Either you grin and bear it, or you go work on another Perl. The Perl you work on doesn't care about reset. Heck, it doesn't care about dump, either, so you can save another 2% on something there. You won't be working on Pumpkin Perl, of course, but on Antelope Perl, or Hubbard Perl, or Kurila Perl.

Are these forks viable? Of course. They are viable as long as they have people using them, just like Pumpkin Perl. Perl is free software, so anybody's fork can continue to incorporate changes from the mainline, while it's possible, and changes determined to be massive improvements can be brought back to Pumpkin Perl after a proving period. GitHub showed us all that forking is good, because a fork is just a branch. That works here, too, and naming "the" perl5 is a way of saying, "This is one branch: the most conservative, commonly relied-upon one." The distinction it creates from Perl 6 is, to me, a minor side benefit.

Matt's posts have all been very clearly trying to avoid talking about forking perl and breaking backcompat, so I hope he isn't bothered to see me going directly to those two topics in this post. A lot of other responses went there, though, and I think those topics really need to be addressed.

If "Pumpkin Perl" is going to be a thing, it's going to be a very low-key change: we'll call the thing at perl5.git.perl.org "pumpkin perl," and it will answer to use 5.x.y, and it will still say "revision 5, version X," more or less. The freedom we get is a freedom of expression, granted by having a clearer way to refer to one branch of perl as an equal amongst others. By giving the first fork a name, we make room for future forks to exist and have their own names, without having to "break" this one.

spending somebody else's money… for Perl! (body)

by rjbs, created 2013-02-17 22:21
last modified 2013-02-18 09:54
tagged with: @markup:md journal perl

Over the past few years, the Perl Foundation received a bunch of nice big donations to be used for Perl 5. Some of this money has been used to pay for work by Dave Mitchell and Nicholas Clark to work on difficult problems in the Perl 5 core. This has, in my opinion, been money well spent. Dave and Nick know the Perl core very well, and they've worked seemingly tirelessly to make progress where progress is not easy, and to fix things that nobody else wanted to touch.

There are problems with this kind of spending, though. One of them is that Dave and Nick are human resources, and not permanent assets. We can keep spending money on them for as long as they let us, and it will almost certainly keep being a good investment, but it can't go on forever. Another problem is that the rate at which we can fund Nick and Dave is limited, and we're not going to burn through all the money any time soon doing that.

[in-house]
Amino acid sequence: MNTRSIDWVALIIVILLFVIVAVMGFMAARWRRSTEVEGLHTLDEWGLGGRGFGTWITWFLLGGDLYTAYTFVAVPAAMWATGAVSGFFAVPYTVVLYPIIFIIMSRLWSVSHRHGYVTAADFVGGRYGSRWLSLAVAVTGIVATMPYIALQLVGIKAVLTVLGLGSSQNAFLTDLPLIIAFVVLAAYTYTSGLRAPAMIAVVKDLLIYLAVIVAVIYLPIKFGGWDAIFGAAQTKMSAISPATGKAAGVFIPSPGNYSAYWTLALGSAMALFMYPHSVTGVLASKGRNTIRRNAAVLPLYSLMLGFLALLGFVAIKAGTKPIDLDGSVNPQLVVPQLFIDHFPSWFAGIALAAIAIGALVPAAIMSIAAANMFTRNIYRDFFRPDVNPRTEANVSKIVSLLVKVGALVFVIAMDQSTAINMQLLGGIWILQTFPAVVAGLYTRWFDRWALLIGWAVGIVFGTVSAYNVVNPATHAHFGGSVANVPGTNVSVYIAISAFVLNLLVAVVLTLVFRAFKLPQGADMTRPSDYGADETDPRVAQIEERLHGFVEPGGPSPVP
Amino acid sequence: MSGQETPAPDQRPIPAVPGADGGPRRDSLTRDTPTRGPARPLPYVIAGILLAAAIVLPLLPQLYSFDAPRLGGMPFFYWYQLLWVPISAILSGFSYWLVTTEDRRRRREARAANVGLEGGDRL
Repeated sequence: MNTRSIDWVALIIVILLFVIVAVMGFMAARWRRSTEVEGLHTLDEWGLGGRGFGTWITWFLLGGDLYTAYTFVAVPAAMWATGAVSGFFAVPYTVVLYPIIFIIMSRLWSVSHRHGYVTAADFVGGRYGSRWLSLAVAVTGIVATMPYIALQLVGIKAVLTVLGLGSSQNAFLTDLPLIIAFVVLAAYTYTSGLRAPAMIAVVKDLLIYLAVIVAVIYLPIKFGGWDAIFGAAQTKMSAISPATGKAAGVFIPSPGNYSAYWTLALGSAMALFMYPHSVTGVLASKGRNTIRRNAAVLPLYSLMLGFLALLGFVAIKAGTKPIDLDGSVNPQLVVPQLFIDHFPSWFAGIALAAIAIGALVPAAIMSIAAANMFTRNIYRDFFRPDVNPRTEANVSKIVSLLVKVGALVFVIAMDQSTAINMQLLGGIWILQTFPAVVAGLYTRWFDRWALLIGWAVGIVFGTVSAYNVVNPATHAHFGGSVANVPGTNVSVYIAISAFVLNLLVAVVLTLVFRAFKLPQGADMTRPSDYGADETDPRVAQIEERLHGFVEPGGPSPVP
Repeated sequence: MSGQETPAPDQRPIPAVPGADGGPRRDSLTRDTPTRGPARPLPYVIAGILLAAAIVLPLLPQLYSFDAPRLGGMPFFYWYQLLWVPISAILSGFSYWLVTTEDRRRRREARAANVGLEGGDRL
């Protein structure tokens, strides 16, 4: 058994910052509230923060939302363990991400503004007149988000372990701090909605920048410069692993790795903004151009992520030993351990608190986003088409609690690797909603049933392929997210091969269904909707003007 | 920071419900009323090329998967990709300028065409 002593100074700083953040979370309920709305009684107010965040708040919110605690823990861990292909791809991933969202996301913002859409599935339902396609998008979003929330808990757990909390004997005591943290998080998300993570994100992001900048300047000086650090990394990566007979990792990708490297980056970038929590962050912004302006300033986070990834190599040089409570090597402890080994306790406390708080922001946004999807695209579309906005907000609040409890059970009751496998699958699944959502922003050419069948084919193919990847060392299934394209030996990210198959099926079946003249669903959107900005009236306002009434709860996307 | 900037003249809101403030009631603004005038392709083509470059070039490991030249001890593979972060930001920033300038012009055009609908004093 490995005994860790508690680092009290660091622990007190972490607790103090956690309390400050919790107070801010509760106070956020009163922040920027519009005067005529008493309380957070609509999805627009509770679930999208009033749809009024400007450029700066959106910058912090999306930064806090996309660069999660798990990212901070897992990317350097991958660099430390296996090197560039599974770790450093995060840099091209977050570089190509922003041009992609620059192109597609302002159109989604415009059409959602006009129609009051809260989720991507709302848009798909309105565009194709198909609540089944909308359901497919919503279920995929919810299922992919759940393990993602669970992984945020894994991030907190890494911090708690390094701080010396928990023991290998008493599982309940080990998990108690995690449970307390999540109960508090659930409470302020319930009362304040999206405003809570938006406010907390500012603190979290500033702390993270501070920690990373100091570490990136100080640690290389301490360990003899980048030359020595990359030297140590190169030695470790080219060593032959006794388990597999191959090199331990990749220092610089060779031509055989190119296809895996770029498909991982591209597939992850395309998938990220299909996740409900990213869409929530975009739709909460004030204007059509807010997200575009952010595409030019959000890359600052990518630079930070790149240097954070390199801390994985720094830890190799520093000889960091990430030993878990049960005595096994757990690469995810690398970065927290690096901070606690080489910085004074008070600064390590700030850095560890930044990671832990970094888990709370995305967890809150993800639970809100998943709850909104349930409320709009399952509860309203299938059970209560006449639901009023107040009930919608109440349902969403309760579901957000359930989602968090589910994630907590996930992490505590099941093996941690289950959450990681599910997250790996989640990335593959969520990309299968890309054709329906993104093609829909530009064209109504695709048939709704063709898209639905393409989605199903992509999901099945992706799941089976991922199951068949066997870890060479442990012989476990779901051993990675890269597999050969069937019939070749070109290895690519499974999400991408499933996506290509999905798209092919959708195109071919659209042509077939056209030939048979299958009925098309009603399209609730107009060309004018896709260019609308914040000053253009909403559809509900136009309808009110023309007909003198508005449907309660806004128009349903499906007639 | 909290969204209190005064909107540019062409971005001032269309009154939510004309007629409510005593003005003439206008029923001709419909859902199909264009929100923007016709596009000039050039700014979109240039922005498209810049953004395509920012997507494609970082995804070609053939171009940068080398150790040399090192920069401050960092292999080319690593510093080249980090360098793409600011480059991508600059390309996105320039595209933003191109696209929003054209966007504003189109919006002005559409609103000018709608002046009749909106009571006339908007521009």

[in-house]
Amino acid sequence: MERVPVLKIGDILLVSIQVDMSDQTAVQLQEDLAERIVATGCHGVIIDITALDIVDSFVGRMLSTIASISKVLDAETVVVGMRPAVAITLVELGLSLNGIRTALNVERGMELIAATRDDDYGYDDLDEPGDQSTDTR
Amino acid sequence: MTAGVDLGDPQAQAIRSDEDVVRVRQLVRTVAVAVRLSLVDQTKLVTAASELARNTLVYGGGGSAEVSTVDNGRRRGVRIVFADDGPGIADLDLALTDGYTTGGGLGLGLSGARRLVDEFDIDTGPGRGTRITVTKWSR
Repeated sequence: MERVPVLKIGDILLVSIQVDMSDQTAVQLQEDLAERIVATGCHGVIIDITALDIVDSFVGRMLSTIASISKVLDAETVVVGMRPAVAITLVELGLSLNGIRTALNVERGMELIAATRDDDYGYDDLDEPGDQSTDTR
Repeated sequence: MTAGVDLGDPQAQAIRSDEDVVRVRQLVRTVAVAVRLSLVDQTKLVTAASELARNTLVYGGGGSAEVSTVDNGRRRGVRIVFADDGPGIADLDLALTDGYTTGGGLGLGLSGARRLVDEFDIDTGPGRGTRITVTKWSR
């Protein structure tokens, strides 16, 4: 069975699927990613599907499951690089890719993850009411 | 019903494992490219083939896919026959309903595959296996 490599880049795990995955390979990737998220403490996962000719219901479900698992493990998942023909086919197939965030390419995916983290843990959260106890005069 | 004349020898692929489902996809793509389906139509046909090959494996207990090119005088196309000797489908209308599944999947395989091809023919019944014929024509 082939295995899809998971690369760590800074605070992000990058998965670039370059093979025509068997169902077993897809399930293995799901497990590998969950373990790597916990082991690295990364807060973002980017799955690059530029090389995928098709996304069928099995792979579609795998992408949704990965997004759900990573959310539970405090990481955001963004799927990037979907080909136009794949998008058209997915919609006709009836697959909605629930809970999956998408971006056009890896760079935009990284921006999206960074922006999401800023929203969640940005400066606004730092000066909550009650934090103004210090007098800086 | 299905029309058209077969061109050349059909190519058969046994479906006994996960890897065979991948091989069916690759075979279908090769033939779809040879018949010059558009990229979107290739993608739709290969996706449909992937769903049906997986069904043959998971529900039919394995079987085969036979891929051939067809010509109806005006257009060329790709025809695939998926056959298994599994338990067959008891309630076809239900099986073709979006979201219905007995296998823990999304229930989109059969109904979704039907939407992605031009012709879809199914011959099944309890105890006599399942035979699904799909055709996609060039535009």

Do we want to be in a rush to spend all that money? Well, maybe not a big rush, and maybe not all of it, but I think it sends a bad sign to donators when we don't spend the money we're given. Specifically, it sends the sign that we don't have any need for money, because we're not even really using what we have.

Then again, maybe we don't. Maybe the only things we should be spending money on are the YAPCs, legal issues, and some service hosting. There's an argument to be made for that, too. It's been said that when TPF spends money on some coding, it indicates that there are multiple strata of people in the Perl community: those whose work is blessed by "the powers that be" and those whose work isn't. Does this create a real disincentive for "outsiders" to contribute?

It's a big complicated question, all of which boils down to something like, "What ought TPF to do?" Maybe the answer is, "just what it's doing now." If that's the case, though, I want to feel convinced of it. Right now, I'm not.

I think I'm going to write down a bunch of ideas for how TPF could spend money other than conferences and paying for Dave and Nick. Implicit or explicit in these ideas will be my internal list of problems that seem worth solving but without obvious solutions that can be carried out with just some free time and good intentions.

The Great Infocom Replay: Deadline (body)

by rjbs, created 2013-02-16 17:24
last modified 2013-09-15 07:17

Last weekend, I went to Las Vegas for a one-day trip to attend a party in honor of my father's many years coaching rugby. It was a great event, but the travel was, as usual, not a big bowl of cherries. I decided to make the most of it, though, and play Deadline on the plane.

I loaded the story file into Frotz on my iPad and put the manual into GoodReader. Using my iPad to play was a great plan, once I also started using my wireless keyboard (presumably in violation of some sort of regulation). Using my laptop would've been impossible in that cramped seat, but the iPad worked a charm, apart from occasional glitches in Frotz.